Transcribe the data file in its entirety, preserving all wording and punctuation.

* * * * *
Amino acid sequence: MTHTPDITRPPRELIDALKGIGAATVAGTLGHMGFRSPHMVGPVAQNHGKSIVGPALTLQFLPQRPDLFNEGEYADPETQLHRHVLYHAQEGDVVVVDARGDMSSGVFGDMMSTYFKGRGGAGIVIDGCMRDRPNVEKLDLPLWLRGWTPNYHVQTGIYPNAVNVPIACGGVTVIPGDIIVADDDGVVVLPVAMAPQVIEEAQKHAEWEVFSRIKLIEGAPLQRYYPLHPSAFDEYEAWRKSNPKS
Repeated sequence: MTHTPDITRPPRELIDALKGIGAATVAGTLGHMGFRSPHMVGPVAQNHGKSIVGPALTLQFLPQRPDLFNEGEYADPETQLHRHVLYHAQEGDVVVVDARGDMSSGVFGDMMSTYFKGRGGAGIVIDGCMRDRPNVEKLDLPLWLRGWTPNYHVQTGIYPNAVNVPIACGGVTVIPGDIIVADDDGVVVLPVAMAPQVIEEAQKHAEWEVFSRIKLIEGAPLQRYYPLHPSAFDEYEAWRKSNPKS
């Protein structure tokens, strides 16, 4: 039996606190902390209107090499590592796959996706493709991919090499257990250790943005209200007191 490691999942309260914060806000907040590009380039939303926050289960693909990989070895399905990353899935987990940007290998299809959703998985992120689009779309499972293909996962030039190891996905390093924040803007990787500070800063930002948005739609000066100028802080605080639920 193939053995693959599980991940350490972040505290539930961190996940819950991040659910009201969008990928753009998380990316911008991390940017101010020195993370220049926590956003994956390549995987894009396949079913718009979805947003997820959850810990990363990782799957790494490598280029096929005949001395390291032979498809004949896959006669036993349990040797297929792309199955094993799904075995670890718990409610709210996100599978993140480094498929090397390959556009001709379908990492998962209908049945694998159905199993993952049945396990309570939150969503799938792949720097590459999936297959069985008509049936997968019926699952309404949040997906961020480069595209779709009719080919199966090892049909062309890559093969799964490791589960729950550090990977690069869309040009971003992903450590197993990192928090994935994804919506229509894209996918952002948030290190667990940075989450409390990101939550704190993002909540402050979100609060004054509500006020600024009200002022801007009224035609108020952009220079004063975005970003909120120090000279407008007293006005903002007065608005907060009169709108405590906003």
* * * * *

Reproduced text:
Amino acid sequence: MTHTPDITRPPRELIDALKGIGAATVAGTLGHMGFRSPHMVGPVAQNHGKSIVGPALTLQFLPQRPDLFNEGEYADPETQLHRHVLYHAQEGDVVVVDARGDMSSGVFGDMMSTYFKGRGGAGIVIDGCMRDRPNVEKLDLPLWLRGWTPNYHVQTGIYPNAVNVPIACGGVTVIPGDIIVADDDGVVVLPVAMAPQVIEEAQKHAEWEVFSRIKLIEGAPLQRYYPLHPSAFDEYEAWRKSNPKS
Repeated sequence: MTHTPDITRPPRELIDALKGIGAATVAGTLGHMGFRSPHMVGPVAQNHGKSIVGPALTLQFLPQRPDLFNEGEYADPETQLHRHVLYHAQEGDVVVVDARGDMSSGVFGDMMSTYFKGRGGAGIVIDGCMRDRPNVEKLDLPLWLRGWTPNYHVQTGIYPNAVNVPIACGGVTVIPGDIIVADDDGVVVLPVAMAPQVIEEAQKHAEWEVFSRIKLIEGAPLQRYYPLHPSAFDEYEAWRKSNPKS
């Protein structure tokens, strides 16, 4: 039996606190902390209107090499590592796959996706493709991919090499257990250790943005209200007191 490691999942309260914060806000907040590009380039939303926050289960693909990989070895399905990353899935987990940007290998299809959703998985992120689009779309499972293909996962030039190891996905390093924040803007990787500070800063930002948005739609000066100028802080605080639920 193939053995693959599980991940350490972040505290539930961190996940819950991040659910009201969008990928753009998380990316911008991390940017101010020195993370220049926590956003994956390549995987894009396949079913718009979805947003997820959850810990990363990782799957790494490598280029096929005949001395390291032979498809004949896959006669036993349990040797297929792309199955094993799904075995670890718990409610709210996100599978993140480094498929090397390959556009001709379908990492998962209908049945694998159905199993993952049945396990309570939150969503799938792949720097590459999936297959069985008509049936997968019926699952309404949040997906961020480069595209779709009719080919199966090892049909062309890559093969799964490791589960729950550090990977690069869309040009971003992903450590197993990192928090994935994804919506229509894209996918952002948030290190667990940075989450409390990101939550704190993002909540402050979100609060004054509500006020600024009200002022801007009224035609108020952009220079004063975005970003909120120090000279407008007293006005903002007065608005907060009169709108405590906003």